This discrepancy becomes clear in some of Altglas’ comments during the interview. For instance, she describes a potential bricoleur “doing a bit of yoga and then, perhaps, after two or three years, deciding that meditation is better.” This hardly sounds like the kind of highly individualized bricolage that we would be interested in so much as it appears to be an instance of serial participation in different activities. This seems miles apart from the types of improvisational cultural combinations that I would want to study in terms of bricolage or anything that might be considered a pronounced variety of individualism. If we really want to look at the types of bricolage that many of the scholars that Altglas critiques are actually interested in, we’d want to look at people creating websites which lay out their beliefs that link, for instance, Jesus’ last words on the cross, the Mayan calendar, Atlantis, Freemasonry, the electric telegraph, Vedic astrology, UFOs, the secret government, the Galactic Federation of Light, and the psychoactive properties of the pineal gland into some sort of ‘cohesive’ narrative that makes sense to them (at some point in time). There are millions of people like this out there in the world who don’t actively participate in centrally-organized religious communities, who don’t have a local group of peers to share metaphysical discourse with, and who develop their views primarily through reading books, participating in online forums, listening to music, watching YouTube, and the like. These individuals, too, are, of course, not unlimited in their improvisational capabilities. They also only have certain cultural resources available to them. They exist in a certain kind of society that instills certain kinds of values. Nonetheless, many of these individuals are significantly less constrained in their acts of bricolage than many others who explore religious themes only in the context of an established community or from within a particularly restrictive national setting (e.g. North Korea). Indeed, many of these individuals exist in social contexts that actually empower them to participate in copious acts of bricolage. The outlook of the Perennial Philosophy, in particular, which sees all religious traditions as equally fair game for religious inspiration as they are all taken as access points to a single, universal truth, dominates contemporary alternative spirituality, and, in many ways, actually demands those who adopt such a viewpoint to become rampant bricoleurs. While these modern bricoleurs still face very real and very important constraints, it is pertinent for scholars to take note of the ways in which their acts of bricolage are undertaken in a more highly individualized manner than is common in many more traditional, institutional religious settings. The question then should not be simply whether or not individuals are free or constrained in their combinatory endeavors, but rather how free or constrained they are in any given context and, thus, precisely how individualistic they are being. In the final analysis, all constraints are certainly not equal.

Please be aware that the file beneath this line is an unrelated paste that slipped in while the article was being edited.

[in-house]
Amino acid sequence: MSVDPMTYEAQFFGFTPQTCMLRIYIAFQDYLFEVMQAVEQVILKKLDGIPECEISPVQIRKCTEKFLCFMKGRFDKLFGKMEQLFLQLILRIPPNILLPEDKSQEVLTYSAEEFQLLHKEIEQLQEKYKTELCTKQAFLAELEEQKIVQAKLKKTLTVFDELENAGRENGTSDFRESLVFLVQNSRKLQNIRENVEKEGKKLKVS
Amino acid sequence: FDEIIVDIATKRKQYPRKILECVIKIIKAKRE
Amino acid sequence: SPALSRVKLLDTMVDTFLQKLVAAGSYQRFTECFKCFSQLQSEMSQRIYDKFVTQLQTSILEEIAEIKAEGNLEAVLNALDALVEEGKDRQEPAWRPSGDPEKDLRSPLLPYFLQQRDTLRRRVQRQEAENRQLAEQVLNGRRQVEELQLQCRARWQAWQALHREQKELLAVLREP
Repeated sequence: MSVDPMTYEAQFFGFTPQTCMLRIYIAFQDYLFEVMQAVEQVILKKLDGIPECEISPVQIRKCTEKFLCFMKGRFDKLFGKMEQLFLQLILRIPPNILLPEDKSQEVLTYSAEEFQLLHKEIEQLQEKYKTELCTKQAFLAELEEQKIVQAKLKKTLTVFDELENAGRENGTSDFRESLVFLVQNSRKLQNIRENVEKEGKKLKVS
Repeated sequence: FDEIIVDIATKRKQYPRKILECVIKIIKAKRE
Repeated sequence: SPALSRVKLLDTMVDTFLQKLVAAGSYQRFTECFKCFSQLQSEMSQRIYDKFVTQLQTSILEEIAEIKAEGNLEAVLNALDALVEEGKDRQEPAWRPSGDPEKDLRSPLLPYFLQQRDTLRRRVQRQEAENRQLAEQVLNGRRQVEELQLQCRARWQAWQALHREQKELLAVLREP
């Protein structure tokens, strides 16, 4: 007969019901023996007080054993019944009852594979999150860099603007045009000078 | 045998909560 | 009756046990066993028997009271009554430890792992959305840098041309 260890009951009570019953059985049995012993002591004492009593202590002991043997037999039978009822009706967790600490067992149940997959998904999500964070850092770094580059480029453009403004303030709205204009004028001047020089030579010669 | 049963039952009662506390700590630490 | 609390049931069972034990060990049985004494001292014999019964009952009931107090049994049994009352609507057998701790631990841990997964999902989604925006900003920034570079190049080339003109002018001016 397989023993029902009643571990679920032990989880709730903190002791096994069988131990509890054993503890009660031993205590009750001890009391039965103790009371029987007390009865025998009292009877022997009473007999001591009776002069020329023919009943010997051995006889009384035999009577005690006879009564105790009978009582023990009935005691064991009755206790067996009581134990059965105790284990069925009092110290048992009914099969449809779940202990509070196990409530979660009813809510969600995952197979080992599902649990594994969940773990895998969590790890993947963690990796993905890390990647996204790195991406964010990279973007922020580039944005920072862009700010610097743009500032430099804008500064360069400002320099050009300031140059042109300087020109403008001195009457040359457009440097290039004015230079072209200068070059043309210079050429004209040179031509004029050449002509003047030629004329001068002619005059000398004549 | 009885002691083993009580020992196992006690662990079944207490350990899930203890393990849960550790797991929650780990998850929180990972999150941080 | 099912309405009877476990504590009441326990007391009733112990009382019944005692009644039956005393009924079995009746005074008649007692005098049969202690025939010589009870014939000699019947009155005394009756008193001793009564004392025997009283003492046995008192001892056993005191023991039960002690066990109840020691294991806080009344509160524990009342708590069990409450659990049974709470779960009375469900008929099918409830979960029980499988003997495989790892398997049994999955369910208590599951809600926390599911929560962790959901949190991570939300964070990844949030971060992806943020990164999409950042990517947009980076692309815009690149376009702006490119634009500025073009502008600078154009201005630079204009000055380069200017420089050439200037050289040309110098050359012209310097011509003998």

References

Altglas, Veronique. 2014. From Yoga to Kabbalah: Religious Exoticism and the Logics of Bricolage. Oxford: Oxford University Press.

Luckmann, Thomas. 1979. “The Structural Conditions of Religious Consciousness in Modern Societies.” Japanese Journal of Religious Studies 6, pp. 121-137.

Sperber, Dan. 1996. Explaining Culture: A Naturalistic Approach. Oxford: Blackwell Publishing.

Podcasts

‘Good’ Grief? Rituals of World Repairing

Toys, Rabbits, and Princess Diana – three things that may not seem at all connected. However, when one starts to question the notion of grief, bereavement, and death in the contemporary West, these three are more connected than appears. In this podcast, Breann Fallon interviews Professor Douglas Ezzy of the University of Tasmania on the power of symbols in creating relationships and world-repairing rituals in the context of grief and death. Ezzy discusses the misjudgments of Durkheim in his assessment of Australian Aboriginal symbols as well as the children’s book The Velveteen Rabbit (1922), the death of Princess Diana, and his own interaction with symbols in this original take on grief and death. Here, the notions of ‘good’ grief, the use of ritual in creating ‘good’ grief, and the very notion of ‘religion’ bring to light the active role are able to play in dealing with death.

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A transcription of this interview is also available, and has been pasted below.

‘Good’ Grief? Rituals of World Repairing

Podcast with Douglas Ezzy (5 March 2018).

Interviewed by Breanne Fallon.

Transcribed by Helen Bradstock.

Audio and transcript available at: Ezzy- Good Grief- Rituals of World Repairing 1.1